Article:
“On the other end of the spectrum, [10% to 15% of patients with MCL] have the aggressive blastoid MCLs that have TP53 mutations/deletions, other mutations associated with high-risk disease, frequent complex karyotypes, and high proliferation rate,” Goy continued. “These patients do very poorly with standard therapy, particularly if they are TP5 positive. And even with intensive therapy, the median survival is 1 to 2 years.
“In between, fall the majority of MCL cases [70% to 80%], with a spectrum of clinical presentations,” Goy said. “This includes the ‘smoldering MCL’—asymptomatic patients with very low tumor burden who can be monitored and show a median time to start therapy of around 1 to 2 years, [whereas] all other MCL cases are managed following the age/intense therapy–fit dichotomy paradigm.”
The initial approach for frontline treatment of MCL was largely based on patient-specific factors, such as age and overall performance status, along with underlying comorbidities.2 Validated prognostic tools, such as MIPI-c (a combination of the Mantle Cell Lymphoma International Prognostic Index and the Ki-67 proliferation index), and early predictors of treatment response, such as positron emission tomography imaging and minimal/measurable residual disease (MRD) analysis, as well as genomic alterations, are taken into consideration when deciding on treatment approaches for each patient.1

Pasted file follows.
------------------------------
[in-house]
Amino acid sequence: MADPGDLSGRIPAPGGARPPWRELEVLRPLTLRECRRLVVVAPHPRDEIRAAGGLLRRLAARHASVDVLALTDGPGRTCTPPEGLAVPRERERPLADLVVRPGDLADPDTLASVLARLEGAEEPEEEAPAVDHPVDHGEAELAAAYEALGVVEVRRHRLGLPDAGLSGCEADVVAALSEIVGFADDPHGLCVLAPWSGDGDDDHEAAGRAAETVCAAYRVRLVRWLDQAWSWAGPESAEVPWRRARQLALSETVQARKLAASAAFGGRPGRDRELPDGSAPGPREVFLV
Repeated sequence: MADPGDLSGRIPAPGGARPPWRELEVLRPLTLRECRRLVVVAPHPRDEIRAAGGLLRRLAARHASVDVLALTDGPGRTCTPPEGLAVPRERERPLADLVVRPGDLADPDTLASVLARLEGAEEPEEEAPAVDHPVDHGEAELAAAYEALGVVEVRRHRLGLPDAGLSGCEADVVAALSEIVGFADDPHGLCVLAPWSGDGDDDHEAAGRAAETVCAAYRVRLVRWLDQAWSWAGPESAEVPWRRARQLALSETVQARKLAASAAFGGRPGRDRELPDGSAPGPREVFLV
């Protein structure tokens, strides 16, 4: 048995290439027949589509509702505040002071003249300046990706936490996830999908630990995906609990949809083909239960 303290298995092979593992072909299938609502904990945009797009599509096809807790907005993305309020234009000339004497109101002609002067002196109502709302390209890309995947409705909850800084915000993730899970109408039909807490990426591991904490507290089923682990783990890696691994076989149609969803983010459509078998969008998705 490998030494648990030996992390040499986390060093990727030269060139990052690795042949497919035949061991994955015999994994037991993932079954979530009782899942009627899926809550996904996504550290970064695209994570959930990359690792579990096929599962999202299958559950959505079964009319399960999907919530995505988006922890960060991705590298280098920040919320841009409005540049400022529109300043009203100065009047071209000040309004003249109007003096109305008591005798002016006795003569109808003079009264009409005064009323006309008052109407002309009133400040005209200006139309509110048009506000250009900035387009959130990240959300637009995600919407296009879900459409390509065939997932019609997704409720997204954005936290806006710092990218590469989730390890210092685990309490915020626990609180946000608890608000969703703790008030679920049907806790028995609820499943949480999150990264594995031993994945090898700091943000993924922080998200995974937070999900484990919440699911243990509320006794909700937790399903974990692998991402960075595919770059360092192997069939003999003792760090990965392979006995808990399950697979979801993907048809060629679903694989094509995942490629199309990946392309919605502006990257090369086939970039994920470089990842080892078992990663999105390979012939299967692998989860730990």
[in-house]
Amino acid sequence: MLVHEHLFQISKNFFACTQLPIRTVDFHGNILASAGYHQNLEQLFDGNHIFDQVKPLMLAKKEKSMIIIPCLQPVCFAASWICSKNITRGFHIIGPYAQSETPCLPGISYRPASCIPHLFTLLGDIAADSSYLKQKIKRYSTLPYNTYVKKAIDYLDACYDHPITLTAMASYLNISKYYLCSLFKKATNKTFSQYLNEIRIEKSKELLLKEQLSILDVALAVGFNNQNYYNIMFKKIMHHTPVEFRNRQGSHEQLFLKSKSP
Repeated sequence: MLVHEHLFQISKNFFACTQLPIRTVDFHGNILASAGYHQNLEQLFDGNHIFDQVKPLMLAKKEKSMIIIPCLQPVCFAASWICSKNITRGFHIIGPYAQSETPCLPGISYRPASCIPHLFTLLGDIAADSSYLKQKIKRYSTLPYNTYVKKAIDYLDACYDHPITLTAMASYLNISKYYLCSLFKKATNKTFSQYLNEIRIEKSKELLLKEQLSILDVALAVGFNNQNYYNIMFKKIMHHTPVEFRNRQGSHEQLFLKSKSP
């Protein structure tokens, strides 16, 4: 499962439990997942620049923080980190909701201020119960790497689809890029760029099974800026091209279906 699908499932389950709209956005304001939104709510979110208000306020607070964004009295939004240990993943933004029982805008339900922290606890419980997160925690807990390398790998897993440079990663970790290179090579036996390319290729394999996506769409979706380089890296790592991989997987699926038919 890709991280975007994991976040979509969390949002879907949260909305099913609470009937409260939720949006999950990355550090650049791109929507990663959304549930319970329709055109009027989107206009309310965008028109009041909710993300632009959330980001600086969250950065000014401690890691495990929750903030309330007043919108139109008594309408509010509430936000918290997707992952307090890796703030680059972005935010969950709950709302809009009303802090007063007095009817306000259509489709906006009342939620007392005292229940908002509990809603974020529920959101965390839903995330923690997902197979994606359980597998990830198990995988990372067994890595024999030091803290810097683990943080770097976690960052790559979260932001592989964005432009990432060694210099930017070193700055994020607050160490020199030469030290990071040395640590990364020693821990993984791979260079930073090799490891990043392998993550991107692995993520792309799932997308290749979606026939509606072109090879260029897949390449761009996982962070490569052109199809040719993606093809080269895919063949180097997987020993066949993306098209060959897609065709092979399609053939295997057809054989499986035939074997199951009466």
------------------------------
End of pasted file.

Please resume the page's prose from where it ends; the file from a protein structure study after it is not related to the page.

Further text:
Traditionally for young, transplant-eligible patients, treatment consists of chemoimmunotherapy with rituximab (Rituxan), an anti-CD20 monoclonal antibody, and cytarabine-containing regimens, followed by stem cell transplant consolidation and maintenance with rituximab.2 Other chemotherapy agents are used for patients who are not candidates for this approach.2,3
Although this chemotherapy-based frontline treatment yields high complete response (CR) rates (61%-89%) and a median progression-free survival beyond 7 to 8 years, a significant number of patients eventually relapse.4 Furthermore, these regimens are associated with short- and longer-term toxicities, including secondary malignancies.5
“Though the field is still evolving, we can distinguish 3 strategies aiming at integrating novel agents to chemoimmunotherapy and illustrating a definite shift happening in MCL,” Goy said. The first is adding biologicals to chemotherapy (addition of ibrutinib [Imbruvica] in the Triangle trial [NCT02858258])6; the second is using biologicals before chemotherapy (induction with rituximab and ibrutinib)7,8; and the third is aiming at fully replacing chemotherapy (monotherapy with lenalidomide [Revlimid], bortezomib [Velcade], or venetoclax [Venclexta]) with very promising preliminary results.2,3
“I think we have entered a new era in MCL, where novel therapies, particularly BTK inhibitors and their combinations, have changed the field,” Goy said.